For example, although Movie Mecca has a fairly firm late policy for its films, these charges are often waived for customers who are understood to be loyal and frequent visitors to the store. As well, policies concerning renting films without showing a membership card are often waived by staff because the high number of repeat customers allows for employees to recognize their customers, rendering membership cards unnecessary. Although a small detail, the ability of employees to recognize frequent customers and access their accounts during checkout without asking for a membership card or phone number causes the customer to feel that their frequent patronage has afforded them a special level of prestige and recognition, thereby creating positive emotional responses which reinforce the customer's sense of obligation to the store and its employees. This type of relationship does not develop overnight, as Cropanzano and Mitchell emphasize in their interdisciplinary review of social exchange theory literature. The rewards which Bracebridge and Chambers extend to their most frequent customers are contingent on those same customers returning to the store on a regular basis so that a relationship of mutual trust and dependence can develop. Social exchange theory allows for strong interpersonal relationships to act as both "a goal to be achieved [and] a valuable benefit that one can bestow" (Cropanzano & Mitchell), but this process requires a substantial amount of time in order to establish the parameters and obligations of the relationship.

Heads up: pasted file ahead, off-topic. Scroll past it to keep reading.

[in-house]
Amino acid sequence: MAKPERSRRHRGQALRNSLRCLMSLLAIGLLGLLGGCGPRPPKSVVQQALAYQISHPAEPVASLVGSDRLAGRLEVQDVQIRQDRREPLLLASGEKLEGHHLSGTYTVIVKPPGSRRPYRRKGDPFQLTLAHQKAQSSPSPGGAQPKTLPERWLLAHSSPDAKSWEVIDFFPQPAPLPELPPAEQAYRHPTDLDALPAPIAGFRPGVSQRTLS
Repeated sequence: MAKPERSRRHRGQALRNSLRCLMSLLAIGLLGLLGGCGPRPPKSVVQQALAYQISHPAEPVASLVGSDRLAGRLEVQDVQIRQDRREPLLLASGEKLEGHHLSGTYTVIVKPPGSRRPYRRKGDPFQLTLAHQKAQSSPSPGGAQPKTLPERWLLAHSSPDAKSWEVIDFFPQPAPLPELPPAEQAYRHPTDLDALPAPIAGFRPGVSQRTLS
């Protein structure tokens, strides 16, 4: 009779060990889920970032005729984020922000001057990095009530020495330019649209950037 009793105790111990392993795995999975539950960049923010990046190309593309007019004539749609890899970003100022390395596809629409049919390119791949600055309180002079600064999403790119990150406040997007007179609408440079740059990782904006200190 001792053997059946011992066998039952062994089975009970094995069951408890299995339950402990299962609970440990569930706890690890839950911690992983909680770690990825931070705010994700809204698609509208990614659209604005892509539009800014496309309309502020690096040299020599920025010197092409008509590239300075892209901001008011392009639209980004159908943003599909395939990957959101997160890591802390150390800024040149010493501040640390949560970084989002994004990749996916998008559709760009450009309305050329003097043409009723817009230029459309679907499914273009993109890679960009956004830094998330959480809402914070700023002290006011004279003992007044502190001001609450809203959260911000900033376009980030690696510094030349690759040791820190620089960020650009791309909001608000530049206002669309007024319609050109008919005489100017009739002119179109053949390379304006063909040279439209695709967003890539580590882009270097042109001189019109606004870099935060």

Social exchange theory can also be applied to the relationships which have developed at Movie Mecca between Bracebridge and Chambers (who, as owner/operators, interact in a managerial/supervisory capacity with their staff) and their three employees. Landis, Cheryl, and Tim have been employed by Movie Mecca for 9 years, 5 years, and 2 years respectively, a length of employment which illustrates their overall satisfaction with both their place of employment and their employers. Research conducted by Kamdar and VanDyne indicates that there is a strong connection between social exchange, personality, and the ability to effectively complete workplace tasks and engage in positive citizenship performance by improving the psychological and social working environment. The collaborative and cooperative relationship between Bracebridge, Chambers, and their employees is due, in part, to their hiring practices which is based on a knowledge of the community and a desire to find employees through word of mouth. Indeed, all three Movie Mecca employees were originally customers, a fact which attests to the blurring of boundaries which occurs at this organization between customers, management, and staff, reinforcing the store's sense of being an ingrained part of the larger community. However, unlike big box stores which have high turnover levels, insufficient training programs, and lower rates of employee satisfaction than smaller organizations, the hiring policies at Movie Mecca ensure that its employees understand Bracebridge and Chambers' attitude towards customers and movies in general, thus lessening the likelihood that any employee may not possess the right personality for the job.